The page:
In my opinion "Keepass 2 using OTP" can not be "secure". Why?
OTP can not be used to encrypt data
Keepass encrypts data and the problem with encrypted data is, that you encrypt the data because you want to protect it against offline attacks. S.o. gets access to the data in the encrypted form and you want to avoid that the attacker can read it in clear text.
But if the attacker has the encrypted data, he can run offline brute force attacks. And HOTP, creating 6 or 8 digit numbers do not realy add a big deal to protecting from offline attacks. It simply can add 6 digits to your password!
This is fine for online authentication, when the account is blocked after a certain amount of failed tries. But there is no sense in using OTP to derivate encryption keys from.
The thing with OTP is, it is so short because it can be easily used for authentication, because everybody can type it in everywhere. This is cool - but only for the intended use cases!
I would not recommend to use OTP for keepass!
Using Challenge Response
Using challenge response does not have this limitation. Don't get me wrong, OTP has it's right to exist! And the problem with challenge response is: you need drivers!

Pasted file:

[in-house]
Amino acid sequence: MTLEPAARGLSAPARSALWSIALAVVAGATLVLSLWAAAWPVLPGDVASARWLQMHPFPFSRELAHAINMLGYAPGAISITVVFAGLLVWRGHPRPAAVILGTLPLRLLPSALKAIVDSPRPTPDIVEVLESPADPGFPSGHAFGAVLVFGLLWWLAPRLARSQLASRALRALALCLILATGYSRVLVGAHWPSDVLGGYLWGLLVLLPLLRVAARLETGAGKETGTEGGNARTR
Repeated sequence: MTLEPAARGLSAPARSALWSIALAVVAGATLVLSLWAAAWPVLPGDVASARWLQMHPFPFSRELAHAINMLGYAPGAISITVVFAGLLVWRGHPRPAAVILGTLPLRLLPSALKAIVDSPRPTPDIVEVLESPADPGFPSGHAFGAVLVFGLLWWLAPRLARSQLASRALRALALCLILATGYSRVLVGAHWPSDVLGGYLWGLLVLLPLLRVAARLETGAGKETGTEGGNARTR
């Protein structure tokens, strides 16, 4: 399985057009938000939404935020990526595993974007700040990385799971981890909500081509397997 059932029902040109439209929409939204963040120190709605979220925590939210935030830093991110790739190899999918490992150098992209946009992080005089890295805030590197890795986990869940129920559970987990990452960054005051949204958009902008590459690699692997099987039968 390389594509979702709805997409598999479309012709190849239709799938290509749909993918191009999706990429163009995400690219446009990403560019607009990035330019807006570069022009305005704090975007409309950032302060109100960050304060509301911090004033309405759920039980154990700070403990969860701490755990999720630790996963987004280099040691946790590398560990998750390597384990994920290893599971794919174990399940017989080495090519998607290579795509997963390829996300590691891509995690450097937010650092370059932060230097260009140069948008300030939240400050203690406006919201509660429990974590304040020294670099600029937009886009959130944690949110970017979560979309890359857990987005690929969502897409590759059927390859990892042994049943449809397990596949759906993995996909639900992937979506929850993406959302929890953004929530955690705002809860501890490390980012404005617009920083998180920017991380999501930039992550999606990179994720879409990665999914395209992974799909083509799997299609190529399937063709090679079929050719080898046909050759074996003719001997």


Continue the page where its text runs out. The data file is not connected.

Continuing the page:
So there are authentication scenarios where OTP is better (not more secure!) than challenge response.
But back to keepass 2 and the dirvers. Well, with keepass this is no problem, because you obviously have them anyways.
The Challenge Response mode of the Yubikey uses a symmetric secret key. You can send a challenge to the yubikey, it will create an hmac from the challenge and the secret key and respond with a 256bit return value.
Now, you need the same challenge and the same secret key to always create the same return value.
And obviously the return value is used as the encryption key (well actually the secret key is used as encryption key, but it is stored encrypted with the response value)
But bottomline, you need the secret key to decrypt the data. As we are talking different key length here (than a 6 digit number), the secret key is as difficult to brute force as the AES encryption key itself.
Read here: http://richardbenjaminrush.com/keechallenge/#using
I would recommend using Challenge/Response!
Disclaimer: Of course I did no code review or any in depth analysis. This is simply an evaluation from the basic official concepts of the two mechanism!